The appeal of the Bake Off

What is it about a small baking show that started life on BBC2 that has captured the imagination of a nation? Season 6 ended yesterday in an emotional finale that saw the most deserving candidate win because of her originality, flair and flawless bakes rather than her colour, appearance or ethnicity. But more on that later.

In the beginning there was Mary Berry, Paul Hollywood and ten home bakers. The format was a simple pitting of these bakers against each other in increasingly complicated challenges that displayed their technical skills, their baking know how and their grace under fire. As they were whittled from ten to four to three, the viewers were taken through a baking journey that encompassed the history and the origin of a lot of the breads, cakes and pastries prepared on screen. There was an innocence and a sweetness to it all. No cut throat rivals that tried sabotaging each other in an attempt to further themselves. This was no Apprentice. It was good, wholesome family viewing and Britain promptly fell in love with it.

As GBBO gathered pace and viewers, some of that early innocence fell away. Sue and Mel went from gently bickering hosts to lacing nearly every sentence with sexual innuendo, Paul went from being mildly snarky to positively vitriolic at times, and even gentle Mary (the surprise fashionista) had her grumpy moments. Despite all this and a few lack lustre seasons, GBBO went from strength to strength.

Some of the participants went on to have stellar careers in the food industry, making it an entirely viable entry point for people who harboured dreams but didn’t quite know how to get a foot in the door. Others went back to their day jobs with an extra feather in their caps, and some pretty impressive skills honed to competition level. Sugar, flour and eggs made minor celebrities of most.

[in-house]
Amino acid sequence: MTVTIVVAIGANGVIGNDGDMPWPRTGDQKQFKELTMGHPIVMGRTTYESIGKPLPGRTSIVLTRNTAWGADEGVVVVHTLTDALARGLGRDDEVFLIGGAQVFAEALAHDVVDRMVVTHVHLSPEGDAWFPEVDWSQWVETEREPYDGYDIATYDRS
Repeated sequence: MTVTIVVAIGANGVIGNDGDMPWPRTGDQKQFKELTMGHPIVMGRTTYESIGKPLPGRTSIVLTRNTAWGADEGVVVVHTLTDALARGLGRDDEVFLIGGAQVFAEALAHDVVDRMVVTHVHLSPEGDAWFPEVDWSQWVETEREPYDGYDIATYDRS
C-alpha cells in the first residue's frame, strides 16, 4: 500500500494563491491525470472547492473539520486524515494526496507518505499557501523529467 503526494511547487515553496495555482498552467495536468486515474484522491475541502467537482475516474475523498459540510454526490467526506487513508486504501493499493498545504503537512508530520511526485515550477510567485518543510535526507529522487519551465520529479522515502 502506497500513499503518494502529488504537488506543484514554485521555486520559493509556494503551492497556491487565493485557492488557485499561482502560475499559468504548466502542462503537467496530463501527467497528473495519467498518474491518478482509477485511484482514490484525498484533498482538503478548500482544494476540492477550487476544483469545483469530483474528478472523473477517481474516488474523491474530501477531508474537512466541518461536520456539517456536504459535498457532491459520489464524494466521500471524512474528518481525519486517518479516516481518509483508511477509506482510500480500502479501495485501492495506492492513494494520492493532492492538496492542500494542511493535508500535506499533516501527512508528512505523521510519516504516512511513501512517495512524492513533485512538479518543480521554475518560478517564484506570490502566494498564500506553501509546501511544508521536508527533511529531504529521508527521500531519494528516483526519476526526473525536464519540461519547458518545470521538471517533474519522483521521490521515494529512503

Which brings us to this year’s season- my favourite thus far. It started in its usual fashion, introducing us to a cross section of bakers from different regions and different walks of life, with one overriding passion- Baking. One by one they fell. Either their signature bakes didn’t translate, or they were stumped by the technical challenge or their show stopper didn’t elicit enough ‘wows’. Soufflés that didn’t rise, biscuits that crumbled, a ganache that didn’t shine were veritable tragedies that produced tears from the manliest of men. A gentle rebuke from Mary could deflate the over confident, while the famous Hollywood handshake could bolster the shakiest.

Of the three finalists, Ian emerged an early front runner. His experimental flavour combinations and use of herbs, had him win star baker three times. Tamal seemed the coolest of them all. This trainee anaesthetist let little ruffle his feathers. His aplomb saw him show case a variety of fine bakes. Nadiya, on the other hand, was all over the place. Here was the classic ‘little woman’, a wife and a mother who loved baking, and did daily, for her three children. Passionate, emotional, vociferous. It was easy to dismiss her early on as a fluke who had little self belief, and who would probably not make the quarter finals, let alone the finals. Well.

A hijab wearing, Bangladeshi woman who could bake?

Even as she sobbed, incoherently joyous in her victory, Nadiya embodied the best of the British. Her quirkiness, her self deprecating humour, her willingness to learn, her readiness to help,her sense of fair play, her slowly strengthening resolve, her steadily increasing confidence were all indicative of this melting pot of a nation that recognises and rewards hard work and perseverance. That embraces and absorbs and makes its own the various cultures, languages and foods that immigrants bring along, when they leave their own lands in search of economic security or personal safety.

A hijab wearing, Bangladeshi woman won GBBO season 6. What a fitting finale to something so uniquely British.

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